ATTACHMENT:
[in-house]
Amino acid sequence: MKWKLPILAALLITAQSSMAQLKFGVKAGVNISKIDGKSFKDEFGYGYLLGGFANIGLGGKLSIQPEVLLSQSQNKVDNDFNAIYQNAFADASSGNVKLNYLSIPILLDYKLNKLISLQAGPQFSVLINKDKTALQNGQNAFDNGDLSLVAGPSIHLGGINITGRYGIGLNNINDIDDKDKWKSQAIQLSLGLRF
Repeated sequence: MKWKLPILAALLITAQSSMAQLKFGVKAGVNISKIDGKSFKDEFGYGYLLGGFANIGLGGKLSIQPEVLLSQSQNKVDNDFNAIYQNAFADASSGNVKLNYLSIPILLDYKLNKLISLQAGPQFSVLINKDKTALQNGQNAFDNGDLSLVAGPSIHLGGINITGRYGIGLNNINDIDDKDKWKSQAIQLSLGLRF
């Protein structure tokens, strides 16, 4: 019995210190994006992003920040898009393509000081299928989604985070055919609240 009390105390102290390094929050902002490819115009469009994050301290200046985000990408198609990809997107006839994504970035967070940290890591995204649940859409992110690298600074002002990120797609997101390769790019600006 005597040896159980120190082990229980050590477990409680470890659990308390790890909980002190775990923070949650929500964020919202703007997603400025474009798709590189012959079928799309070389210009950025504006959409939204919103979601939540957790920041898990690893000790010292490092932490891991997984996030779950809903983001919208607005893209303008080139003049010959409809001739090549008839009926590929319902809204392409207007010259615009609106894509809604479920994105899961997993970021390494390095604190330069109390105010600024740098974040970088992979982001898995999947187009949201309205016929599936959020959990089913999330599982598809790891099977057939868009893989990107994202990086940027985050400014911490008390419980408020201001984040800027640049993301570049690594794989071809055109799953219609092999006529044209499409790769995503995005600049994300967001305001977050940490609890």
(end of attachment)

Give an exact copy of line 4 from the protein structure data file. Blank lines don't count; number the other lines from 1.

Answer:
């Protein structure tokens, strides 16, 4: 019995210190994006992003920040898009393509000081299928989604985070055919609240 009390105390102290390094929050902002490819115009469009994050301290200046985000990408198609990809997107006839994504970035967070940290890591995204649940859409992110690298600074002002990120797609997101390769790019600006 005597040896159980120190082990229980050590477990409680470890659990308390790890909980002190775990923070949650929500964020919202703007997603400025474009798709590189012959079928799309070389210009950025504006959409939204919103979601939540957790920041898990690893000790010292490092932490891991997984996030779950809903983001919208607005893209303008080139003049010959409809001739090549008839009926590929319902809204392409207007010259615009609106894509809604479920994105899961997993970021390494390095604190330069109390105010600024740098974040970088992979982001898995999947187009949201309205016929599936959020959990089913999330599982598809790891099977057939868009893989990107994202990086940027985050400014911490008390419980408020201001984040800027640049993301570049690594794989071809055109799953219609092999006529044209499409790769995503995005600049994300967001305001977050940490609890």